Related: Groupon Customers Now Can Order Food Delivery From 55,000 Restaurants

So, that’s one thing about technology, but technology is a big question, it’s not just about delivery apps right? Restaurants, not all restaurants, but some types of restaurants, are also using more automation. Have you been to a Chili’s lately? They’ve done this for the last couple of years, where when you walk in and the hostess seats you at your table, you can order your dessert and appetizers on a little touch pad at the table and in fact you can pay from there, so you’re not necessarily waiting on your server to come around. So, you’re using technology more in those ways. Other restaurant chains that are heavily using those touch pads are specialties cafes as well as Panera Bread, so just some examples of how technology is working in the industry now.”

How do Millenials’ food trends affect restaurants?

Abasto: As technology spreads, so do constant food trends for millennials. How are restaurants having to incorporate healthy and organic foods into their menu’s?

Shams: “One of the things I was amazed to learn last year when I was at the Western Foodservice & Hospitality Expo, is that some restaurants are moving more and more towards the use of herbal teas in their menu’s. They’re offering more herbal teas than they ever have before.

And you know, here’s what I think is interesting, I don’t think consumers ever give themselves credit for the amount of power that they have in this conversation. That’s not a restaurant owner saying ‘Oh I like herbal tea, let me look at some herbal tea.’ That’s consumers’ saying this is what I want so I’m only going to give my business to a restaurant that has what I want. What you see is restaurants adapt to that.”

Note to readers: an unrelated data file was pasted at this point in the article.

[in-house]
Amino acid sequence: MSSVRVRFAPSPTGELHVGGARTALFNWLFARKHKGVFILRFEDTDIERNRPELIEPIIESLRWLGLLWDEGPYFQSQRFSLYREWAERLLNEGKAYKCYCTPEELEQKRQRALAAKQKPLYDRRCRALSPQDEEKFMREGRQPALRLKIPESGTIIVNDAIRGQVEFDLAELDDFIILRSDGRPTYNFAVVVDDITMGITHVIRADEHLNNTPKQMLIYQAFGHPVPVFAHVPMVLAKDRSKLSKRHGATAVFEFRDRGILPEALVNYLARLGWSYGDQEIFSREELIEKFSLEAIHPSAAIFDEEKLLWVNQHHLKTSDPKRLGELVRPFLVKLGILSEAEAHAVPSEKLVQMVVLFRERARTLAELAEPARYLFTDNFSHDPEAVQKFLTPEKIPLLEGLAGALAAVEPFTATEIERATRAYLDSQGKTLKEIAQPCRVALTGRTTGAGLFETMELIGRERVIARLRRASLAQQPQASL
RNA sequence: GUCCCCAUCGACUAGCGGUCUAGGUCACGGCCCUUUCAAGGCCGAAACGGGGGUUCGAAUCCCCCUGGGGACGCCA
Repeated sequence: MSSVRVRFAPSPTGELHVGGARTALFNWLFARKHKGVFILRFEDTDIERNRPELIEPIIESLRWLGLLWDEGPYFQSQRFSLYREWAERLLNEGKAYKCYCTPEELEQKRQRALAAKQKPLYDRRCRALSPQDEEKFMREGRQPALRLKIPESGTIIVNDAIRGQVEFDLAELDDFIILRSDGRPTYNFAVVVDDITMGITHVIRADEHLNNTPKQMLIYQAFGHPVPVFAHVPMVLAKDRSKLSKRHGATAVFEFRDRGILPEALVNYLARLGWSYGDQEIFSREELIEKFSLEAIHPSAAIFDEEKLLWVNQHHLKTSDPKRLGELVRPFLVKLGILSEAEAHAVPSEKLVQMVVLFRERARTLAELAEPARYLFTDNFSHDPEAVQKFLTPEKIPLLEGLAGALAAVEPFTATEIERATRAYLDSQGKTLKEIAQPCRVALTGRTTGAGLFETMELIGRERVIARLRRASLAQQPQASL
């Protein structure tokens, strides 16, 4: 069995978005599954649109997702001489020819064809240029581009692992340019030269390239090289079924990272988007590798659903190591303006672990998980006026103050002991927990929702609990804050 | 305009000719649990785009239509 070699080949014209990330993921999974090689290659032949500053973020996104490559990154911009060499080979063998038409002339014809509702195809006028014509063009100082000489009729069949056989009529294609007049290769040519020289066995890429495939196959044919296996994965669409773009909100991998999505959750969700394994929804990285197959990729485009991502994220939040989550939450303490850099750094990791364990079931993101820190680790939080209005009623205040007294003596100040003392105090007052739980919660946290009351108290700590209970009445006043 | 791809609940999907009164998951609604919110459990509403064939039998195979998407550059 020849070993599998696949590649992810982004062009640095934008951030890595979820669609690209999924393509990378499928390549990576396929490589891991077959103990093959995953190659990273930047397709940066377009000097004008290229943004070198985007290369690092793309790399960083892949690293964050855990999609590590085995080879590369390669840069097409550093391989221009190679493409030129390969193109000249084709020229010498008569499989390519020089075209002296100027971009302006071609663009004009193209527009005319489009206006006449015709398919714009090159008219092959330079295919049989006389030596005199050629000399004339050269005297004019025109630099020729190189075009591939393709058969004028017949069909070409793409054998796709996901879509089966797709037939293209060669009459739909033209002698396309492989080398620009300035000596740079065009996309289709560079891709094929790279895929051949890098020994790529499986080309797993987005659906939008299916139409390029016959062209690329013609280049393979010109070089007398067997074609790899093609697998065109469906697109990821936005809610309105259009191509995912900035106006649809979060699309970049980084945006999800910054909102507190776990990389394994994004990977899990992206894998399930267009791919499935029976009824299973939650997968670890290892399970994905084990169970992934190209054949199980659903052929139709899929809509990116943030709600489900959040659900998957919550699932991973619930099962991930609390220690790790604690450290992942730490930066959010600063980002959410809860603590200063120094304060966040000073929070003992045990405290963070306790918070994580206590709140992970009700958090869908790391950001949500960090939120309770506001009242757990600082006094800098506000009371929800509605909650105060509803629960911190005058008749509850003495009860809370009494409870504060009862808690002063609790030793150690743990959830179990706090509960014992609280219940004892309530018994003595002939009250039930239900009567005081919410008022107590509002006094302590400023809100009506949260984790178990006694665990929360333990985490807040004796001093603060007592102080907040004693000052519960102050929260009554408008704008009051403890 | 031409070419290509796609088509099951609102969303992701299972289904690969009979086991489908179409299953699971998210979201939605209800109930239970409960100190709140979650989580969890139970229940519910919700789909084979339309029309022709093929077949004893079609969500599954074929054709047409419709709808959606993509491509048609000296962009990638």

Abasto: How are restaurants having to keep up with the American demand for Latino food?

Shams: “This is an excellent question. It used to be that you could only get Latino inspired foods in California, for example, at a restaurant that calls itself a Mexican restaurant. Today, you can get Latino-inspired foods at Chili’s, at Applebees, at so many quick service restaurants. When you go into Cheesecake Factory, on nearly every page of the menu there is something that has at least ingredients in it that are Latino inspired.

So, what this tells us is those restaurants that are forward thinking, those restaurants that are paying attention to what the consumer likes and wants, have already done a very good job of keeping up with this trend. By simply walking the floor, you’ll kind of know what’s available and what’s here; if I’m a restaurant owner, maybe what would work or wouldn’t work in my restaurant. If you’re a restaurant that is only serving vegetarian cuisine and you see somebody over here trying to sell carnitas, that’s not going to work for you. But, chips and salsa, if it’s new kinds of salsa, new flavors, new combinations that you have not tried before, is worth a look.”

About Kimberly Olivera

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Bilingual Social Media Coordinator of Abasto Magazine. She is a recent graduate with a Bachelors of Science in Journalism, as well as a freelance writer and photographer.